Not your Typical Zombie Book. Nice plot with lots of great and entertaining characters. The whole series is great

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The Truth is Somewhere Else

The schizophrenic voice of the dead is a creative way to have a dual internal monologue next to the narration and keep some of the character dynamics from the first book.

However the crux of the story is uncovering a global conspiracy that doesn't make a lot of sense. The catalyst of the plot is an old friend that fakes her death to get information to a news team about a plot to murder small groups of the surviving population, but she doesn't want them to report her findings; not that there is a. possible immunity and cure for the zombie plague nor who is behind it. She goes to a crack team of reporters...to hide and keep her secrets.

It isn't that the conspiracy isn't interesting and that the characters aren't good. They are. The first book was very solid and I still look forward to the third, but this book spends less time uncovering the conspiracy than it does dealing with the baggage from Feed that wasn't resolved and setting up the events of Blackout than actually developing its own story.

At no point is it explained why the catalyst elements of the conspiracy are being executed the way they are, just that they are happening. As if saying "for power" is enough motivation to kill innocent people and keep them in fear for 27 years or that "to kill the president" is why JFK was assassinated.

Maybe it just suffers from the Act 2 Blues from a three act story. I certainly hope so.

0 of 1 people found this review helpful

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Dead Redundant

This book wasn’t for you, but who do you think might enjoy it more?

If you loved the first book so much and are happy with the formula that was established and you never want it to change, this is the book for you.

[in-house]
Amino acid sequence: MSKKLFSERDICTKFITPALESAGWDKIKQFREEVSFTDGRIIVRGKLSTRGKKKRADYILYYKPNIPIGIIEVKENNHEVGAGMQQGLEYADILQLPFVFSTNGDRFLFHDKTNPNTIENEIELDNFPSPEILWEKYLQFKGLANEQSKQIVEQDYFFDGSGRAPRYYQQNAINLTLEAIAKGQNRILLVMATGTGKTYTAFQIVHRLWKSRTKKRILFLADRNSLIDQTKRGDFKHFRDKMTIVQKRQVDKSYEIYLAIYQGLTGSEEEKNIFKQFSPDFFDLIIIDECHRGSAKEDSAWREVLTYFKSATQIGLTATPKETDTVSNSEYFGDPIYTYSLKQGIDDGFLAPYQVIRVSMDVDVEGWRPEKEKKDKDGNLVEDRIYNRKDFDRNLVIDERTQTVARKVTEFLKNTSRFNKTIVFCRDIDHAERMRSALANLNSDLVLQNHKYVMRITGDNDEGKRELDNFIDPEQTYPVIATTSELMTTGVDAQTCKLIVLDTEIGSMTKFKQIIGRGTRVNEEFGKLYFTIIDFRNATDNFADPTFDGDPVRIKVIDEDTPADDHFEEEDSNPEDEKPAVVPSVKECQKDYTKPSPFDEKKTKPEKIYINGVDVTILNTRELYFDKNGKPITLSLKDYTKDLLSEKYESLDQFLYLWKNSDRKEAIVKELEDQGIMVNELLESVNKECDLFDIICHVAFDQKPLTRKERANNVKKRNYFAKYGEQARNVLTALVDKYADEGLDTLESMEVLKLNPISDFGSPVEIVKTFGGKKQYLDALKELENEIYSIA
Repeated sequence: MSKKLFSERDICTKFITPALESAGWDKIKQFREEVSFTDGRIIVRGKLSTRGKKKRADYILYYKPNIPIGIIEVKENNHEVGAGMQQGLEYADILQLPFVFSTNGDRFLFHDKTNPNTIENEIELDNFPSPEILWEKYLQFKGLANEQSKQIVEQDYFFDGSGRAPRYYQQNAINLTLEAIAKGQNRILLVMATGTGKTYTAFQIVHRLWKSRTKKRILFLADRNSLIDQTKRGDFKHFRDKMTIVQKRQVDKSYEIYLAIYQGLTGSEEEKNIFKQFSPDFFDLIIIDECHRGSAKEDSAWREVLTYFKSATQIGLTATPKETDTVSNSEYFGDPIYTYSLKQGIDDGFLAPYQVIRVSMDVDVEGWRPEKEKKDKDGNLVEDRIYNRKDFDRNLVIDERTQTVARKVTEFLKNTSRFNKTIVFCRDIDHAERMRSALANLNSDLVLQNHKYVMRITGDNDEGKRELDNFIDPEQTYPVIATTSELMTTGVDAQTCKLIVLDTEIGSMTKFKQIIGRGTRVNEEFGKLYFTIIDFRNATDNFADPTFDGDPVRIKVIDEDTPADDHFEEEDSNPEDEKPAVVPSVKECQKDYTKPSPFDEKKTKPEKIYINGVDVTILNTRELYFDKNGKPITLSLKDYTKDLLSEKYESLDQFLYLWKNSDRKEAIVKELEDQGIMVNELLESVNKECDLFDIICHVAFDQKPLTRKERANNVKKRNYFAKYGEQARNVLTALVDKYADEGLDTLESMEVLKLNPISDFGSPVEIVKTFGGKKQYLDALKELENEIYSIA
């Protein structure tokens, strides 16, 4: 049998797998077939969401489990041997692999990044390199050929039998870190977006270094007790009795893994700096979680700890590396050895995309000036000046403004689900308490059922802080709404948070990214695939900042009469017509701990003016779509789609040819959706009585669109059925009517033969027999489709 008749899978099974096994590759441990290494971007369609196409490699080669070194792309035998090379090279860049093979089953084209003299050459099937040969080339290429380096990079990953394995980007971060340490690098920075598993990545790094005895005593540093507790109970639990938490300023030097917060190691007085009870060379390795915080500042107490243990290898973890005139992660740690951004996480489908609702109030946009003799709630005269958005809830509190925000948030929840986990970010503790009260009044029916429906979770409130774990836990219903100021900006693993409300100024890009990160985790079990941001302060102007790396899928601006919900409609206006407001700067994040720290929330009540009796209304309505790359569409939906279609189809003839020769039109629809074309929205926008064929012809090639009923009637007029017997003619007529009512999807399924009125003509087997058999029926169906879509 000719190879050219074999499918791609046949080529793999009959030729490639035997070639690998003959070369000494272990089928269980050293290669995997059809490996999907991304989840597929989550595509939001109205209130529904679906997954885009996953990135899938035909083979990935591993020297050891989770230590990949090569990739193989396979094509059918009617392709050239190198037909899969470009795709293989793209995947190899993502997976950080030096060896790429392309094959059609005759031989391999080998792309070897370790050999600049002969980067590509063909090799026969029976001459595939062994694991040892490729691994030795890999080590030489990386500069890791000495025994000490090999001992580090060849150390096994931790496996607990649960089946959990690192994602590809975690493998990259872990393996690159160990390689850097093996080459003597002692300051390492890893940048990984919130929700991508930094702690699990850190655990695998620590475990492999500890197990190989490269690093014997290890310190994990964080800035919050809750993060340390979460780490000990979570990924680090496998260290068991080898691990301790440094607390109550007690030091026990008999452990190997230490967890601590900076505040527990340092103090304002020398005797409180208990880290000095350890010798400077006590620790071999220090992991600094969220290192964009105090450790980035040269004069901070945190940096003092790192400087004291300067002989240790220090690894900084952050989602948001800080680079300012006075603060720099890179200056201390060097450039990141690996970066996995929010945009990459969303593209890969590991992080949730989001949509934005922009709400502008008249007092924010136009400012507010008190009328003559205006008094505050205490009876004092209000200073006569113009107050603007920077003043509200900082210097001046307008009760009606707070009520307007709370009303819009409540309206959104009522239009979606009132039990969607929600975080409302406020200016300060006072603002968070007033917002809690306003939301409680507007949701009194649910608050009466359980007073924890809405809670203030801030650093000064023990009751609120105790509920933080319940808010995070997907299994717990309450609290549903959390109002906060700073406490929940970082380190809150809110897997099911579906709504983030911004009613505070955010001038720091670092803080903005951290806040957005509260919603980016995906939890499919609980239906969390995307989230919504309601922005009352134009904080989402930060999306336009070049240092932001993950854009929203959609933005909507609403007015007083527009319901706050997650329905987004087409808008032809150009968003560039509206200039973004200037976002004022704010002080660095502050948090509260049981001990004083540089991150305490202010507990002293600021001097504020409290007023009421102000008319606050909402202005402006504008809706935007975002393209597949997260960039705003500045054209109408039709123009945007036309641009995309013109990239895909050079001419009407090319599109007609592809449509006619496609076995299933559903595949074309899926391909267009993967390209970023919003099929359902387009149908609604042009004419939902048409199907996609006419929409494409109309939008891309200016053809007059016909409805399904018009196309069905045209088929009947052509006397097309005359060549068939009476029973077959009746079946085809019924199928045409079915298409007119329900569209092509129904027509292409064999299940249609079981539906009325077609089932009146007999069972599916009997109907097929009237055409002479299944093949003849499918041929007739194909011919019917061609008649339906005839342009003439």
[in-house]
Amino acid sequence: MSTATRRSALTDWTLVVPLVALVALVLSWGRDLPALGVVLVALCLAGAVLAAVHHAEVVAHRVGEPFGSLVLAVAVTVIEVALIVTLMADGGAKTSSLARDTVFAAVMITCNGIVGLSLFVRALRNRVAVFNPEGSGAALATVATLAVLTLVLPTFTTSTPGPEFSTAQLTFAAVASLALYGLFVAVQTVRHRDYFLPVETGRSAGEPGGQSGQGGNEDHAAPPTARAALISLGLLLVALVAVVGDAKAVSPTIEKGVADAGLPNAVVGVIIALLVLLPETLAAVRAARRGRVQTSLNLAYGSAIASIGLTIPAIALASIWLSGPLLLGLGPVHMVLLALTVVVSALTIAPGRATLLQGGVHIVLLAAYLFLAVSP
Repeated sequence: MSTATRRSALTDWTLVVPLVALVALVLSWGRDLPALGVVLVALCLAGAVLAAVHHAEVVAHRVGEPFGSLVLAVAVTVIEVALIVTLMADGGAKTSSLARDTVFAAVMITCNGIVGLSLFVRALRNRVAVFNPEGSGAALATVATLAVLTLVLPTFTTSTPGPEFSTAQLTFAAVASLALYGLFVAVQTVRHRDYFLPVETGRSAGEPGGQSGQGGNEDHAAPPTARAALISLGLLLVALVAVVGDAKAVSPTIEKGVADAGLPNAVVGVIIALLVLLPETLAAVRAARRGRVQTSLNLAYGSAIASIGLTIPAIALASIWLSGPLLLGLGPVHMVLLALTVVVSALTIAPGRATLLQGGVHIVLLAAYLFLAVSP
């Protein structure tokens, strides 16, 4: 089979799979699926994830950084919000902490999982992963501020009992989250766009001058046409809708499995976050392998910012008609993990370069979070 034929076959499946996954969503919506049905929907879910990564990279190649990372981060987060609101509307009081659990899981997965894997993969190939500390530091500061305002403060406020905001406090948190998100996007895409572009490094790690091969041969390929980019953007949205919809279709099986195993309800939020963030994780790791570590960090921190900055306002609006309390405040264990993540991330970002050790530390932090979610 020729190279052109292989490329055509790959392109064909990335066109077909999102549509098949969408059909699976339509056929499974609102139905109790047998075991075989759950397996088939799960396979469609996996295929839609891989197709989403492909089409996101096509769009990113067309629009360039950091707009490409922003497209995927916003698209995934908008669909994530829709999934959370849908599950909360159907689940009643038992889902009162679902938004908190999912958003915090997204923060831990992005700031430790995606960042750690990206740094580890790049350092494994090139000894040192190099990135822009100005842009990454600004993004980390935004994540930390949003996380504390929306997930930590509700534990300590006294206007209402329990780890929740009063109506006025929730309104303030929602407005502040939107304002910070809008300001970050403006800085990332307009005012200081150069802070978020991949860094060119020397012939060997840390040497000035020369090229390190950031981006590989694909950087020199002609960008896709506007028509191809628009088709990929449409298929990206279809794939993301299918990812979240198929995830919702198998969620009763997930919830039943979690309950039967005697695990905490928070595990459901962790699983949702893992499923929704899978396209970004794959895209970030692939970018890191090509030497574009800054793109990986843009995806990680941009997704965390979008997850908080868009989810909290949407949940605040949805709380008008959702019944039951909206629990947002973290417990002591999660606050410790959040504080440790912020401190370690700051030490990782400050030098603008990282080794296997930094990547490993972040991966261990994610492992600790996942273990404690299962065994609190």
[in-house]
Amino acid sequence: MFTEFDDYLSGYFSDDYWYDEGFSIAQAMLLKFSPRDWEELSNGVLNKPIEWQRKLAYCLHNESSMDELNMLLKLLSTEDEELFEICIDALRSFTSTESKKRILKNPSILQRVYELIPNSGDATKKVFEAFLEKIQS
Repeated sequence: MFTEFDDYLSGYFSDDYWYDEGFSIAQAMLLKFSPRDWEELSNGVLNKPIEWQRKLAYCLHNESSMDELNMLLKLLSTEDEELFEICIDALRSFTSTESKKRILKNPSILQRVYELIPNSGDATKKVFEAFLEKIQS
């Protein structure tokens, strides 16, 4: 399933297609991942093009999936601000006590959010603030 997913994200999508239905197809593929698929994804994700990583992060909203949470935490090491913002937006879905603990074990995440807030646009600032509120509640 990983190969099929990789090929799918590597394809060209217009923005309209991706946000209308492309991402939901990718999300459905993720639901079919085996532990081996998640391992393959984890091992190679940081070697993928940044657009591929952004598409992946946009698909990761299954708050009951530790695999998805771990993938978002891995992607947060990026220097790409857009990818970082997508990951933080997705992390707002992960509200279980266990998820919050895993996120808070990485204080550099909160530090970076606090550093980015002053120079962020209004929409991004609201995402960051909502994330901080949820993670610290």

What was most disappointing about Mira Grant’s story?

It's second in the series, but a long winded senseless recap of book one. So if you miss Georgia and Buffy, don't worry they will never be far from the narrative.I finished the book but by the time I got to the second half I was able to skip chapters seemingly without skipping a beat in the narrative. They kept repeating what had happened anyway, perhaps Grant was trying to prove their frantic actions had some kind of point.

What do you think the narrator could have done better?

Yes, but I felt he was, for the most part, reading it in the cadence that the author would want. Shaun is an obnoxious selfish bore; and it's his book, so perhaps it couldn't be helped.

What character would you cut from Deadline?

Georgia's brother, Shaun. lol.

Any additional comments?

I hate it (especially) when a female author celebrates bullying and outright physical humiliation of a lone female character (Kelly) who enters the established group, while trying to depict it as part of the "coolness" of Shaun and the other characters. I don't think the author realizes she's written a book about a group of jerks. The fear that character must have been experiencing is all I took from that scene. And the moment was prolonged beyond any the faux 'necessity' that was claimed. It was really kind of gross and inexcusable.

0 of 1 people found this review helpful